DETROIT (AP) — The Michigan Supreme Court rejected appeals Wednesday from two lesbians who want parenting time with children who were born to their former partners.
In separate cases, Deanna Mabry and Rola Kolailat sued to be granted the parental rights. They argue that now that gay marriage is legal, they should get the associated benefits retroactively — even if relationships with their partners are over.
The Michigan appeals court, however, ruled against them, saying the women have no rights under state law because they’re not the biological mothers and the children weren’t born during a marriage. In brief orders, the Supreme Court, 5-2, declined to take appeals.
Mabry was in a same-sex relationship for 15 years. Her partner gave birth to three children between 2001 and 2008 and even took Mabry’s last name. But they ended the relationship, and Mabry has been prohibited from seeing the children.
Justice Bridget McCormack said the case deserves the Supreme Court’s attention.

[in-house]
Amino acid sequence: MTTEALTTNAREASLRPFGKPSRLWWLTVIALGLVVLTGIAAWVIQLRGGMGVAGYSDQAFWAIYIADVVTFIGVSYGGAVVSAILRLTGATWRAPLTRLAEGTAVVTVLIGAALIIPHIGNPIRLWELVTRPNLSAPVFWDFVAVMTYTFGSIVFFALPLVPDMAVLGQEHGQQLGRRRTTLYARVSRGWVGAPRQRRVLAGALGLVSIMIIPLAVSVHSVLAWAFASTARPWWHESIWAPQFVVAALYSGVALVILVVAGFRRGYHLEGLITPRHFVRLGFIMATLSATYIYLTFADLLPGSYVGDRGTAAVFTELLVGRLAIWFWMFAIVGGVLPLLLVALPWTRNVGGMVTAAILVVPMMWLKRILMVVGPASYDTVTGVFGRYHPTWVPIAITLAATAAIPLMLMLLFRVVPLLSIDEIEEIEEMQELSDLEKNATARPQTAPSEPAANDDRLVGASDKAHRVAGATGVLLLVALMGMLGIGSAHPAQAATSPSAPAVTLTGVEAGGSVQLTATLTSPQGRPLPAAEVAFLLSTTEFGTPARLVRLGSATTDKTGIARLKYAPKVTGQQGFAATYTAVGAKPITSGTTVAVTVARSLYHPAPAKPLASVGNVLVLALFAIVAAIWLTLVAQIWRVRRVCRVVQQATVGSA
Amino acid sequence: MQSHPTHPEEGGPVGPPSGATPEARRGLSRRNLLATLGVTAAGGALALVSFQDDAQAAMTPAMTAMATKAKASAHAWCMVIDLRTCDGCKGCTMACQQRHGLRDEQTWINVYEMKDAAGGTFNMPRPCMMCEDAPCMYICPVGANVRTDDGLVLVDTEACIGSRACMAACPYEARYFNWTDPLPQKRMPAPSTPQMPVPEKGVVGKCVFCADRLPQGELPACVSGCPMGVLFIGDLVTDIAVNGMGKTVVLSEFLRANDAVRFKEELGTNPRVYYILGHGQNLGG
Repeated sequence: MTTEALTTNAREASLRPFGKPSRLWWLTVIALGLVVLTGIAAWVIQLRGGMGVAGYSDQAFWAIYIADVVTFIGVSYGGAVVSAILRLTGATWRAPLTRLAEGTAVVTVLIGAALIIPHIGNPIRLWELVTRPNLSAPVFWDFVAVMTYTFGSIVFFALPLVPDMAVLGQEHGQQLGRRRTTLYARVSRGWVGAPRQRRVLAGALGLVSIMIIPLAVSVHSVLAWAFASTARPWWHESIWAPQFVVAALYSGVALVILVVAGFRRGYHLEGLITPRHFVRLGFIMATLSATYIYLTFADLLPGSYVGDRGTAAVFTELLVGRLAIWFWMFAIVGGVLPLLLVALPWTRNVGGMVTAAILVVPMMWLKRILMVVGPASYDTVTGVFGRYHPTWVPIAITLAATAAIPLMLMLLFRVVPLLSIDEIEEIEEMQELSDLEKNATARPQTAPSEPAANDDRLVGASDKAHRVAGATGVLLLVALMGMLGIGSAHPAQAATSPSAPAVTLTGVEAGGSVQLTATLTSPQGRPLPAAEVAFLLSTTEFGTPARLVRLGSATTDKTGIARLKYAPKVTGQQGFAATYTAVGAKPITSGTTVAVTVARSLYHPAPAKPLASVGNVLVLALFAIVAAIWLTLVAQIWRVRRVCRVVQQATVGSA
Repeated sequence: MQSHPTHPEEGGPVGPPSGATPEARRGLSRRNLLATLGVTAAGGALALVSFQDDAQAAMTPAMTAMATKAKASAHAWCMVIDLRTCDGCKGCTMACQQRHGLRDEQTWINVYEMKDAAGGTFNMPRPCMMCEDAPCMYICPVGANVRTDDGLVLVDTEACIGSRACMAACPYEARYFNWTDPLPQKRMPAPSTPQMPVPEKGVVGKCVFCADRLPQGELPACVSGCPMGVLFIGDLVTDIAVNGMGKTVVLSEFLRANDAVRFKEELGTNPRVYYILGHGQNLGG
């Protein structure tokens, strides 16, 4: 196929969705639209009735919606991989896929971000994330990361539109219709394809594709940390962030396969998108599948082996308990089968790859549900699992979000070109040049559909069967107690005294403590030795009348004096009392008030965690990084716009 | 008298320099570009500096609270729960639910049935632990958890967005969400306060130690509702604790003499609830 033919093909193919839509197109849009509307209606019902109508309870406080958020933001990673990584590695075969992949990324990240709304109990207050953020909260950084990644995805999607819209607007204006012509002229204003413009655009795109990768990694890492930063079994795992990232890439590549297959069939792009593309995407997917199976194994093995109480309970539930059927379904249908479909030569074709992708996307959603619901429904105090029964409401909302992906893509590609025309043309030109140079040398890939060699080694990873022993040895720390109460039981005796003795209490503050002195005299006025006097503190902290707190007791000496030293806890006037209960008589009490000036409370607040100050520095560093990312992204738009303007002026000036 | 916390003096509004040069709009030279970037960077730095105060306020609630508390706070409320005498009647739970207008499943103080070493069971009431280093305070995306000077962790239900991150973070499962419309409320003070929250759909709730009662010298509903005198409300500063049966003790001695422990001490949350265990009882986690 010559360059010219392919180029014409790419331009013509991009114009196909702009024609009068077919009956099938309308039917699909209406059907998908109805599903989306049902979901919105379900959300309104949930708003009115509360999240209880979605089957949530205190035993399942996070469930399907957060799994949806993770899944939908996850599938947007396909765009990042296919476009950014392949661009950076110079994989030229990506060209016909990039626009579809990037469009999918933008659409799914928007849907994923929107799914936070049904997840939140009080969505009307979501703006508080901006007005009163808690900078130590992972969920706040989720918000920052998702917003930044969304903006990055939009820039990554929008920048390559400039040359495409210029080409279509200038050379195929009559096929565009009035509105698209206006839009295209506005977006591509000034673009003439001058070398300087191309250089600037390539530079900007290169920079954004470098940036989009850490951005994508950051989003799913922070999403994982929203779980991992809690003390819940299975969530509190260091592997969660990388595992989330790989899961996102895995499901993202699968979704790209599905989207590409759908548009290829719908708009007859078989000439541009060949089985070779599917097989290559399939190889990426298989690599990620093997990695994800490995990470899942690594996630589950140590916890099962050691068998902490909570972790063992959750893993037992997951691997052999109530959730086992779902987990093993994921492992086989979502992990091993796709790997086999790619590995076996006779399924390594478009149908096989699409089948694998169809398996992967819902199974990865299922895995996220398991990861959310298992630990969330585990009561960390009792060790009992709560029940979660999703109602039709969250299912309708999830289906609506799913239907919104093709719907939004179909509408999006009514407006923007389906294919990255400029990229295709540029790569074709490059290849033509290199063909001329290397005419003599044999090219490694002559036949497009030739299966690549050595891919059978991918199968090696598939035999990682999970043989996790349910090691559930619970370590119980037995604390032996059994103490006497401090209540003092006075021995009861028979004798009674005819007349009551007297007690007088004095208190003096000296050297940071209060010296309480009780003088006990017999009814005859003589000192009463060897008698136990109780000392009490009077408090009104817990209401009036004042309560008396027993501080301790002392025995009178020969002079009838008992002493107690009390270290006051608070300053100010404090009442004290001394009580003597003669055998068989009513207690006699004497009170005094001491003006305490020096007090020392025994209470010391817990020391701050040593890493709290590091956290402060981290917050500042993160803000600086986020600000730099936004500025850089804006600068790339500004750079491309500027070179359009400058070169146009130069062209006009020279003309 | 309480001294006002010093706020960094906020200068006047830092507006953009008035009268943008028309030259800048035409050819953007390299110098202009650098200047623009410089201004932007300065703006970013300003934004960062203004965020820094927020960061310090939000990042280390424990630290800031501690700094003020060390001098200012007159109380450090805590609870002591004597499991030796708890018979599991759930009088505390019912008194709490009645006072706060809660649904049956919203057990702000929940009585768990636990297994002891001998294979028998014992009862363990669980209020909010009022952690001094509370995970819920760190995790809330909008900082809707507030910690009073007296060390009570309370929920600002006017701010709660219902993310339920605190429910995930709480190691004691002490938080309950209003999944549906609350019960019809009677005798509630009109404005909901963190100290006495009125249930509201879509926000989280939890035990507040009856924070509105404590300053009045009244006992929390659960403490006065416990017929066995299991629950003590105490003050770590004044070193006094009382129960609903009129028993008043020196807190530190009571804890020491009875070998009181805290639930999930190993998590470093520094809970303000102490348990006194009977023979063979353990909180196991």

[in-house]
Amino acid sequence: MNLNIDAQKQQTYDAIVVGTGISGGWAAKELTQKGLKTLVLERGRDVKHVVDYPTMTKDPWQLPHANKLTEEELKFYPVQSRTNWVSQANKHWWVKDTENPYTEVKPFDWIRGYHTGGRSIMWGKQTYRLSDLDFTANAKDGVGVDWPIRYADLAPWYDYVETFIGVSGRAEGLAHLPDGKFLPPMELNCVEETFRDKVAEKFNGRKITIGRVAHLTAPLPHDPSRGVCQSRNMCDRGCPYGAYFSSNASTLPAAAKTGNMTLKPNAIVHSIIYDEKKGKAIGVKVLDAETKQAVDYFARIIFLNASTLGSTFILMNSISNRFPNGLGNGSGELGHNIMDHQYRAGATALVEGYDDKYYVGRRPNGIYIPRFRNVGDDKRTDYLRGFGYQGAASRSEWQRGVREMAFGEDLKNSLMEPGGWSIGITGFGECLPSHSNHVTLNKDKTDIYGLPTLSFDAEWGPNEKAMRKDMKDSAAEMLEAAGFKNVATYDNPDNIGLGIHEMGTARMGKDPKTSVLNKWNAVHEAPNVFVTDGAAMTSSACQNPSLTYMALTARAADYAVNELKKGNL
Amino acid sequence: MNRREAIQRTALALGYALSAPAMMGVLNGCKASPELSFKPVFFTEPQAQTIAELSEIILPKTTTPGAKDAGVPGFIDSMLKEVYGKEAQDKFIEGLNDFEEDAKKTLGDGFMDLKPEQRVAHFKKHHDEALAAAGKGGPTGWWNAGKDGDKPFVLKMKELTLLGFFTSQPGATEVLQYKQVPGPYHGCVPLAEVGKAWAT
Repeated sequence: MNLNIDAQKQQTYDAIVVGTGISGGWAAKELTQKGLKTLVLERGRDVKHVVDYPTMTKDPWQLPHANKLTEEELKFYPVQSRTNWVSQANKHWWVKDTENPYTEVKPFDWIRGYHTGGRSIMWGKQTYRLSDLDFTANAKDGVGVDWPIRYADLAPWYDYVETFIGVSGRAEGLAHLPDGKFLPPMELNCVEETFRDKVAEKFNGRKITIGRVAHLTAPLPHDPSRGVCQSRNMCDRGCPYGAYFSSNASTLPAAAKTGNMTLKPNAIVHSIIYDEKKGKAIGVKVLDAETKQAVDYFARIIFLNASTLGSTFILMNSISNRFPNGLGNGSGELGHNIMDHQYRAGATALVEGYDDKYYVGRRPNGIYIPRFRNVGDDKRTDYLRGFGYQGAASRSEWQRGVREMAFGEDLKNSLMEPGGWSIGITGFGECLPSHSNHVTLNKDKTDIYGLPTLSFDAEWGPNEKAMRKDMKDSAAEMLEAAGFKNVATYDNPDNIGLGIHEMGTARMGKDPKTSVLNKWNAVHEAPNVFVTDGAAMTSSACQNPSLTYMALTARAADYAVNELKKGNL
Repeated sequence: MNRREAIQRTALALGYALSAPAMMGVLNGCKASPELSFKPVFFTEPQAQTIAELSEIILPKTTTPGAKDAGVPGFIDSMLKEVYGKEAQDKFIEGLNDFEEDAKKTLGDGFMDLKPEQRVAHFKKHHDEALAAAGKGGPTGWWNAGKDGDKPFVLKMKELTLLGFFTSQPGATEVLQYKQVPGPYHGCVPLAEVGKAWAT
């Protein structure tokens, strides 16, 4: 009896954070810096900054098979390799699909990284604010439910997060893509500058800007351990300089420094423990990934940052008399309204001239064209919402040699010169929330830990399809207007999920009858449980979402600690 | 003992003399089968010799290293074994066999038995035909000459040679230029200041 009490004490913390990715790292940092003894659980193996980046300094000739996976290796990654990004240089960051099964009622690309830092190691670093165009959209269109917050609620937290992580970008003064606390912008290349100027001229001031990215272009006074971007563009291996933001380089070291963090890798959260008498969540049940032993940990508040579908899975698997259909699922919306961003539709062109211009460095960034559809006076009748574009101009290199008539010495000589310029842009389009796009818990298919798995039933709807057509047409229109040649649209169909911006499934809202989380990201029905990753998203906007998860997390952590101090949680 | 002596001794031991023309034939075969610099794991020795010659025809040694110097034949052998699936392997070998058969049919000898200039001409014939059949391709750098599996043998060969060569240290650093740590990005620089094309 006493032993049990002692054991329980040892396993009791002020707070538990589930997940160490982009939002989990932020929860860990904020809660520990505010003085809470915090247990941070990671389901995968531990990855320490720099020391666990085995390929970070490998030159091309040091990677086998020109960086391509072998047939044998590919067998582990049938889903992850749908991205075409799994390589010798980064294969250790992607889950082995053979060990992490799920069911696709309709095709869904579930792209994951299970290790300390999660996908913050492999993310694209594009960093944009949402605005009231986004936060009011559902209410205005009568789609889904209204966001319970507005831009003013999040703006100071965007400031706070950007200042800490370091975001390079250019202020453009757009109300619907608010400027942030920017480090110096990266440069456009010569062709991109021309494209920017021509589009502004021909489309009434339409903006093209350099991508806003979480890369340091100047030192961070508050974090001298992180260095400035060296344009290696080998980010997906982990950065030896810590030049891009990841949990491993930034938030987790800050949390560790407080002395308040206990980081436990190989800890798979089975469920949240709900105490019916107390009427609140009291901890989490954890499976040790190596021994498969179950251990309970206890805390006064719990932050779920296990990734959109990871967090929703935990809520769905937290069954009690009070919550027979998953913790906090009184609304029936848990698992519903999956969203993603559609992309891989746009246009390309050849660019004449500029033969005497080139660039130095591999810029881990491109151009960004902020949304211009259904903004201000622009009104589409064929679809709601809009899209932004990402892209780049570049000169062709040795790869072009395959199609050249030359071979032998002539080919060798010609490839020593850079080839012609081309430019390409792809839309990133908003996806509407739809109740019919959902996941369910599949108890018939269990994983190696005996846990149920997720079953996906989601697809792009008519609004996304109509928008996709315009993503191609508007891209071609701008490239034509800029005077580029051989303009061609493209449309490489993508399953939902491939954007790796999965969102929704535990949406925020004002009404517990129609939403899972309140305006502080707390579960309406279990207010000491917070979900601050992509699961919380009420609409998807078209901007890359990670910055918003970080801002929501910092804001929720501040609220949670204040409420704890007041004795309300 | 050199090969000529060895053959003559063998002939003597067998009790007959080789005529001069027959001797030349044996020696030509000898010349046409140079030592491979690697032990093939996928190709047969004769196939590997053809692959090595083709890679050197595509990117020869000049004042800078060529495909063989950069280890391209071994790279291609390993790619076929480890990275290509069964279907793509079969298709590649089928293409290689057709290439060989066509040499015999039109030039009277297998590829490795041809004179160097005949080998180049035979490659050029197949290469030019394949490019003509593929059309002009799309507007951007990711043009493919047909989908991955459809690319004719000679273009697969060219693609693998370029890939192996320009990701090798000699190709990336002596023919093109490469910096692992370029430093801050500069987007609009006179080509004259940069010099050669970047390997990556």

“As with all child custody disputes, the child’s best interests are paramount, and trial courts regularly engage in fact-finding to determine how those interests should be served,” said McCormack, who was joined in her dissent by Justice Richard Bernstein.
“I believe Michigan’s trial courts are capable of evaluating the parties’ relationship to determine whether the parties would have married but for Michigan’s unconstitutional prohibition of same-sex marriage,” McCormack wrote.
She predicted there would be only a small number of similar cases.
Kolailat was in a same-sex relationship for nine years. Like Mabry, she said she’s been cut off from a child who was born to her partner during that time.
Both cases were filed in Washtenaw County.
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